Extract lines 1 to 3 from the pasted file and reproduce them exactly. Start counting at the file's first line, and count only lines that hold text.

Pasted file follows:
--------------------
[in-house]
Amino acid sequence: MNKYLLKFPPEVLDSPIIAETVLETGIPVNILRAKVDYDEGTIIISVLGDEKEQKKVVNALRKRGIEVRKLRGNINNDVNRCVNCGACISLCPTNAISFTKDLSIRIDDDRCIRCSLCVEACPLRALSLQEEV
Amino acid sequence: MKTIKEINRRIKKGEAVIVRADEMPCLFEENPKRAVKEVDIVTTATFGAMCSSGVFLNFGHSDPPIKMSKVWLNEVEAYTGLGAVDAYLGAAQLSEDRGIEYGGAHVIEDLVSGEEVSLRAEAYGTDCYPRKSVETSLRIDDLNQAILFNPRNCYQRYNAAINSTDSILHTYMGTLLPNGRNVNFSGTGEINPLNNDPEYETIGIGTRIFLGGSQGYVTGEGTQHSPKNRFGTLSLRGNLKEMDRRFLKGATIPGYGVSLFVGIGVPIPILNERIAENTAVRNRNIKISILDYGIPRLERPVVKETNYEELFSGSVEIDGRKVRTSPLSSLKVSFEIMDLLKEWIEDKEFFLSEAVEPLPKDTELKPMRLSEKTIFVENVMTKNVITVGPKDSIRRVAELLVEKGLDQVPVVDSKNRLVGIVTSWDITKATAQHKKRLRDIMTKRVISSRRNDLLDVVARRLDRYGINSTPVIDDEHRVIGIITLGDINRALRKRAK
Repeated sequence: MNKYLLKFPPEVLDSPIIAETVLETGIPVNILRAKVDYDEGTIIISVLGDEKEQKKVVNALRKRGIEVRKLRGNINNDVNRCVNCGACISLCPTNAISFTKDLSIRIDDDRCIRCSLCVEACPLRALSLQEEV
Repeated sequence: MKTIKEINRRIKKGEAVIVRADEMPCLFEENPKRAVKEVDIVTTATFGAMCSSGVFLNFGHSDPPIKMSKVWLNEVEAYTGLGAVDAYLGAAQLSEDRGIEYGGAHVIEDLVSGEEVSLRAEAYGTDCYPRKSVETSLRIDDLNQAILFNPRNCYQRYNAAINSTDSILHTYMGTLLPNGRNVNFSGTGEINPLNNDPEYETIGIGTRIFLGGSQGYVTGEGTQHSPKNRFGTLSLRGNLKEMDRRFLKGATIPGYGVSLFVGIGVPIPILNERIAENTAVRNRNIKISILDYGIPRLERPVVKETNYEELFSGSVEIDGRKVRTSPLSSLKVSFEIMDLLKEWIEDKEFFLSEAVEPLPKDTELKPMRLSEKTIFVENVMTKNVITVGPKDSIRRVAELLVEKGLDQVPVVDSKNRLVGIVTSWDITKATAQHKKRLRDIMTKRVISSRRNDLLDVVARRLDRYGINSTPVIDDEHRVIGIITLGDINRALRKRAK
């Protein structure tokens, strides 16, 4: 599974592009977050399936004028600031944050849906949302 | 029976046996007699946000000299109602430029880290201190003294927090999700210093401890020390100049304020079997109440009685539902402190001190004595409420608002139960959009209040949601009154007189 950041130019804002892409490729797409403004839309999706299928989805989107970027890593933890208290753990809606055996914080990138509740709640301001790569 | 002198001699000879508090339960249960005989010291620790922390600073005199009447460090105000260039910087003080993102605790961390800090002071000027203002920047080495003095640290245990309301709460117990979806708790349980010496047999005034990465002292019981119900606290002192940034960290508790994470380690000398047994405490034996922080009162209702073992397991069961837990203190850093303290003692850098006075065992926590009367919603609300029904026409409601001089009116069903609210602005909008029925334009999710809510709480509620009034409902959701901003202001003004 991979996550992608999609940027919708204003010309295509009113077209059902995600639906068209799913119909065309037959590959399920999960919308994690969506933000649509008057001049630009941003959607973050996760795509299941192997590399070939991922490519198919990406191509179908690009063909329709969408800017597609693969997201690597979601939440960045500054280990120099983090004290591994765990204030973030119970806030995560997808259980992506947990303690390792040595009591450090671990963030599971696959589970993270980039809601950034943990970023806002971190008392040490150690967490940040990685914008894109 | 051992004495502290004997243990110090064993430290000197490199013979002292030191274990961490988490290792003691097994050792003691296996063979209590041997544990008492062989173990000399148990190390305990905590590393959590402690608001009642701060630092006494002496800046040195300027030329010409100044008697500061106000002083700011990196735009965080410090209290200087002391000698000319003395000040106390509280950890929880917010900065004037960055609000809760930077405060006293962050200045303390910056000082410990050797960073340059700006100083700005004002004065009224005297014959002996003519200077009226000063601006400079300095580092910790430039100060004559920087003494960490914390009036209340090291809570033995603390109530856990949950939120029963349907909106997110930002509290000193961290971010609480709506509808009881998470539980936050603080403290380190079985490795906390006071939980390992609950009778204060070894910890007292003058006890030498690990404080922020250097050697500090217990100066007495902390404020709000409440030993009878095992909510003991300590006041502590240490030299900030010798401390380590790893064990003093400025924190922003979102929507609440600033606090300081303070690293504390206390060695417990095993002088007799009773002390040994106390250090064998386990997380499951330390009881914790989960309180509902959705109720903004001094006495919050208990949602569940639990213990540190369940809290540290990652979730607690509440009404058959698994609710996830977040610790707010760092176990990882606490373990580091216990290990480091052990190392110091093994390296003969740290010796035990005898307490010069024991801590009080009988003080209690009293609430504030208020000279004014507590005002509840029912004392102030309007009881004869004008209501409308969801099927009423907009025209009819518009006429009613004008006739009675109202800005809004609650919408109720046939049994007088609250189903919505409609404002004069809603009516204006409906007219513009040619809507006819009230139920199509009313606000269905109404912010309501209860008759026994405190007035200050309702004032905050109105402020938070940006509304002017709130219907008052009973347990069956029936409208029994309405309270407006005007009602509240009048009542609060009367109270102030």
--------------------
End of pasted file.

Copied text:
[in-house]
Amino acid sequence: MNKYLLKFPPEVLDSPIIAETVLETGIPVNILRAKVDYDEGTIIISVLGDEKEQKKVVNALRKRGIEVRKLRGNINNDVNRCVNCGACISLCPTNAISFTKDLSIRIDDDRCIRCSLCVEACPLRALSLQEEV
Amino acid sequence: MKTIKEINRRIKKGEAVIVRADEMPCLFEENPKRAVKEVDIVTTATFGAMCSSGVFLNFGHSDPPIKMSKVWLNEVEAYTGLGAVDAYLGAAQLSEDRGIEYGGAHVIEDLVSGEEVSLRAEAYGTDCYPRKSVETSLRIDDLNQAILFNPRNCYQRYNAAINSTDSILHTYMGTLLPNGRNVNFSGTGEINPLNNDPEYETIGIGTRIFLGGSQGYVTGEGTQHSPKNRFGTLSLRGNLKEMDRRFLKGATIPGYGVSLFVGIGVPIPILNERIAENTAVRNRNIKISILDYGIPRLERPVVKETNYEELFSGSVEIDGRKVRTSPLSSLKVSFEIMDLLKEWIEDKEFFLSEAVEPLPKDTELKPMRLSEKTIFVENVMTKNVITVGPKDSIRRVAELLVEKGLDQVPVVDSKNRLVGIVTSWDITKATAQHKKRLRDIMTKRVISSRRNDLLDVVARRLDRYGINSTPVIDDEHRVIGIITLGDINRALRKRAK